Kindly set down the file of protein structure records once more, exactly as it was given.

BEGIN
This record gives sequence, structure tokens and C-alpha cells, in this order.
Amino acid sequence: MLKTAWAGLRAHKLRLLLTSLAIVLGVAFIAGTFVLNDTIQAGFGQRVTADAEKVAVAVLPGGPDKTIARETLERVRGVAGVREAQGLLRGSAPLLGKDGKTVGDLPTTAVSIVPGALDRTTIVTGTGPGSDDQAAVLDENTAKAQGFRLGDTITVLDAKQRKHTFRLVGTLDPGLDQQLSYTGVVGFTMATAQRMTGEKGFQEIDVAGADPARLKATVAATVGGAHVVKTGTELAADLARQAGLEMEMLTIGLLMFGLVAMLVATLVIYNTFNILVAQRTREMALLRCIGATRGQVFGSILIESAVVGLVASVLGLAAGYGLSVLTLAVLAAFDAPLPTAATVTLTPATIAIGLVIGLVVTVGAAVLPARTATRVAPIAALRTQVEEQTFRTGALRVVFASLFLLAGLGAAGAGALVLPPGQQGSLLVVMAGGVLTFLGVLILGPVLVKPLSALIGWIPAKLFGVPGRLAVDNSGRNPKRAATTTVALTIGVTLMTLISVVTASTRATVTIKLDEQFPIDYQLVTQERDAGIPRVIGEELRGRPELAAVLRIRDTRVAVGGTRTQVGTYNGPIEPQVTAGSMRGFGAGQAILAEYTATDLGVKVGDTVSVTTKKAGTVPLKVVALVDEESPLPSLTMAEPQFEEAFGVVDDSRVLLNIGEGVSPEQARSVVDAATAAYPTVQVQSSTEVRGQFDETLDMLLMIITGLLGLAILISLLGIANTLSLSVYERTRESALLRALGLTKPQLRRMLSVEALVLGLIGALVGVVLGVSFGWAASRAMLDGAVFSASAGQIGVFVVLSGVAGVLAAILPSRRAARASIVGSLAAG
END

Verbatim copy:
This record gives sequence, structure tokens and C-alpha cells, in this order.
Amino acid sequence: MLKTAWAGLRAHKLRLLLTSLAIVLGVAFIAGTFVLNDTIQAGFGQRVTADAEKVAVAVLPGGPDKTIARETLERVRGVAGVREAQGLLRGSAPLLGKDGKTVGDLPTTAVSIVPGALDRTTIVTGTGPGSDDQAAVLDENTAKAQGFRLGDTITVLDAKQRKHTFRLVGTLDPGLDQQLSYTGVVGFTMATAQRMTGEKGFQEIDVAGADPARLKATVAATVGGAHVVKTGTELAADLARQAGLEMEMLTIGLLMFGLVAMLVATLVIYNTFNILVAQRTREMALLRCIGATRGQVFGSILIESAVVGLVASVLGLAAGYGLSVLTLAVLAAFDAPLPTAATVTLTPATIAIGLVIGLVVTVGAAVLPARTATRVAPIAALRTQVEEQTFRTGALRVVFASLFLLAGLGAAGAGALVLPPGQQGSLLVVMAGGVLTFLGVLILGPVLVKPLSALIGWIPAKLFGVPGRLAVDNSGRNPKRAATTTVALTIGVTLMTLISVVTASTRATVTIKLDEQFPIDYQLVTQERDAGIPRVIGEELRGRPELAAVLRIRDTRVAVGGTRTQVGTYNGPIEPQVTAGSMRGFGAGQAILAEYTATDLGVKVGDTVSVTTKKAGTVPLKVVALVDEESPLPSLTMAEPQFEEAFGVVDDSRVLLNIGEGVSPEQARSVVDAATAAYPTVQVQSSTEVRGQFDETLDMLLMIITGLLGLAILISLLGIANTLSLSVYERTRESALLRALGLTKPQLRRMLSVEALVLGLIGALVGVVLGVSFGWAASRAMLDGAVFSASAGQIGVFVVLSGVAGVLAAILPSRRAARASIVGSLAAG